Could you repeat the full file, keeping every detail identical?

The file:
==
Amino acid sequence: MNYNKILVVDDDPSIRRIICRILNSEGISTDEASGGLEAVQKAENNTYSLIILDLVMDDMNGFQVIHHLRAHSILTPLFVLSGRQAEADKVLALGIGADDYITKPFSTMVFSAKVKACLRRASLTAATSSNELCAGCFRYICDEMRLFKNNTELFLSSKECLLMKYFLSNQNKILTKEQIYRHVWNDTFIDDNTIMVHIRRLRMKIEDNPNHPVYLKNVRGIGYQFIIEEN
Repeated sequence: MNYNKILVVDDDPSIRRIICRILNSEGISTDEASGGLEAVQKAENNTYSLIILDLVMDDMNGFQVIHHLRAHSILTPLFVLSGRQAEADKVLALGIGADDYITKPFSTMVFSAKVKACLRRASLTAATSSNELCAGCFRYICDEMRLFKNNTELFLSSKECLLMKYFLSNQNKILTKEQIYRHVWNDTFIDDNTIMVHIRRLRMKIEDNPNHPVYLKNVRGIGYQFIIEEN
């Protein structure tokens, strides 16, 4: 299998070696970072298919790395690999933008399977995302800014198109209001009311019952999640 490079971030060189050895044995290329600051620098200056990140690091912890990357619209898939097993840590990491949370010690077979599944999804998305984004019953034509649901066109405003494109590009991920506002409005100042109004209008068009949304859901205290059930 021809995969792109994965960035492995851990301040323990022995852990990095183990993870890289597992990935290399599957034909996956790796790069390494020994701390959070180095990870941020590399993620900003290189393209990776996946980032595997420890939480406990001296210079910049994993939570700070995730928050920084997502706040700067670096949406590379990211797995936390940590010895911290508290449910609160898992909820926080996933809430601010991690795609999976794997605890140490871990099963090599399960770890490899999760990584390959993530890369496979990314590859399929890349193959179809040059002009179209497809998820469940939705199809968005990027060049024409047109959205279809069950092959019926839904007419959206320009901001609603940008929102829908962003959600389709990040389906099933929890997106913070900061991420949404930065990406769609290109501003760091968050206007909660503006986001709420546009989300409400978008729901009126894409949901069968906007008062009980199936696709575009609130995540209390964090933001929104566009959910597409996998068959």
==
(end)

Amino acid sequence: MNYNKILVVDDDPSIRRIICRILNSEGISTDEASGGLEAVQKAENNTYSLIILDLVMDDMNGFQVIHHLRAHSILTPLFVLSGRQAEADKVLALGIGADDYITKPFSTMVFSAKVKACLRRASLTAATSSNELCAGCFRYICDEMRLFKNNTELFLSSKECLLMKYFLSNQNKILTKEQIYRHVWNDTFIDDNTIMVHIRRLRMKIEDNPNHPVYLKNVRGIGYQFIIEEN
Repeated sequence: MNYNKILVVDDDPSIRRIICRILNSEGISTDEASGGLEAVQKAENNTYSLIILDLVMDDMNGFQVIHHLRAHSILTPLFVLSGRQAEADKVLALGIGADDYITKPFSTMVFSAKVKACLRRASLTAATSSNELCAGCFRYICDEMRLFKNNTELFLSSKECLLMKYFLSNQNKILTKEQIYRHVWNDTFIDDNTIMVHIRRLRMKIEDNPNHPVYLKNVRGIGYQFIIEEN
């Protein structure tokens, strides 16, 4: 299998070696970072298919790395690999933008399977995302800014198109209001009311019952999640 490079971030060189050895044995290329600051620098200056990140690091912890990357619209898939097993840590990491949370010690077979599944999804998305984004019953034509649901066109405003494109590009991920506002409005100042109004209008068009949304859901205290059930 021809995969792109994965960035492995851990301040323990022995852990990095183990993870890289597992990935290399599957034909996956790796790069390494020994701390959070180095990870941020590399993620900003290189393209990776996946980032595997420890939480406990001296210079910049994993939570700070995730928050920084997502706040700067670096949406590379990211797995936390940590010895911290508290449910609160898992909820926080996933809430601010991690795609999976794997605890140490871990099963090599399960770890490899999760990584390959993530890369496979990314590859399929890349193959179809040059002009179209497809998820469940939705199809968005990027060049024409047109959205279809069950092959019926839904007419959206320009901001609603940008929102829908962003959600389709990040389906099933929890997106913070900061991420949404930065990406769609290109501003760091968050206007909660503006986001709420546009989300409400978008729901009126894409949901069968906007008062009980199936696709575009609130995540209390964090933001929104566009959910597409996998068959």